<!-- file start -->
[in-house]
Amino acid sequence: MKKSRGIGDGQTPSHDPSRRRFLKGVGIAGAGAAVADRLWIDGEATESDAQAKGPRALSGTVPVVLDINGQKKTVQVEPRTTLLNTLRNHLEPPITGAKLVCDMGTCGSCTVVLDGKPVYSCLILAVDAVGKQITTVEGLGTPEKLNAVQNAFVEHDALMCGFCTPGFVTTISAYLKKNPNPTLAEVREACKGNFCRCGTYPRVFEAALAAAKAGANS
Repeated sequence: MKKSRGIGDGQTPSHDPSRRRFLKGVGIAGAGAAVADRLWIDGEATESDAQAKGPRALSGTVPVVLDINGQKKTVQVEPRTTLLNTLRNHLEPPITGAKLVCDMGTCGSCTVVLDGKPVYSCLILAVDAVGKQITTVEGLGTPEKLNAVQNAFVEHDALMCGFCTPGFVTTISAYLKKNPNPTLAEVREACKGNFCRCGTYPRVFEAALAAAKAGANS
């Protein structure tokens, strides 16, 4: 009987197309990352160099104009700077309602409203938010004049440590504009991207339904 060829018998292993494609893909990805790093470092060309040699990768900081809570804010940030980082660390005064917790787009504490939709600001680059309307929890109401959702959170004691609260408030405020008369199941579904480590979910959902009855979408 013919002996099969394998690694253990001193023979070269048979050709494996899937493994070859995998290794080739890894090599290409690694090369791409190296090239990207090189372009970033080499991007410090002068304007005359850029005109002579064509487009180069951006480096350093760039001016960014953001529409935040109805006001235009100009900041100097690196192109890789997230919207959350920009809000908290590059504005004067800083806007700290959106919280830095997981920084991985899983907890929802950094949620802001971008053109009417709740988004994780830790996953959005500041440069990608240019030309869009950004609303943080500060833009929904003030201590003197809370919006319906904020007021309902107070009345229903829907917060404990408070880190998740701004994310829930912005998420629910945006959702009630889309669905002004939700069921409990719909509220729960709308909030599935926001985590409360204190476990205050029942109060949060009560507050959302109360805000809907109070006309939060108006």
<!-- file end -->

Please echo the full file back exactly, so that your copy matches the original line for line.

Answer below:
[in-house]
Amino acid sequence: MKKSRGIGDGQTPSHDPSRRRFLKGVGIAGAGAAVADRLWIDGEATESDAQAKGPRALSGTVPVVLDINGQKKTVQVEPRTTLLNTLRNHLEPPITGAKLVCDMGTCGSCTVVLDGKPVYSCLILAVDAVGKQITTVEGLGTPEKLNAVQNAFVEHDALMCGFCTPGFVTTISAYLKKNPNPTLAEVREACKGNFCRCGTYPRVFEAALAAAKAGANS
Repeated sequence: MKKSRGIGDGQTPSHDPSRRRFLKGVGIAGAGAAVADRLWIDGEATESDAQAKGPRALSGTVPVVLDINGQKKTVQVEPRTTLLNTLRNHLEPPITGAKLVCDMGTCGSCTVVLDGKPVYSCLILAVDAVGKQITTVEGLGTPEKLNAVQNAFVEHDALMCGFCTPGFVTTISAYLKKNPNPTLAEVREACKGNFCRCGTYPRVFEAALAAAKAGANS
């Protein structure tokens, strides 16, 4: 009987197309990352160099104009700077309602409203938010004049440590504009991207339904 060829018998292993494609893909990805790093470092060309040699990768900081809570804010940030980082660390005064917790787009504490939709600001680059309307929890109401959702959170004691609260408030405020008369199941579904480590979910959902009855979408 013919002996099969394998690694253990001193023979070269048979050709494996899937493994070859995998290794080739890894090599290409690694090369791409190296090239990207090189372009970033080499991007410090002068304007005359850029005109002579064509487009180069951006480096350093760039001016960014953001529409935040109805006001235009100009900041100097690196192109890789997230919207959350920009809000908290590059504005004067800083806007700290959106919280830095997981920084991985899983907890929802950094949620802001971008053109009417709740988004994780830790996953959005500041440069990608240019030309869009950004609303943080500060833009929904003030201590003197809370919006319906904020007021309902107070009345229903829907917060404990408070880190998740701004994310829930912005998420629910945006959702009630889309669905002004939700069921409990719909509220729960709308909030599935926001985590409360204190476990205050029942109060949060009560507050959302109360805000809907109070006309939060108006």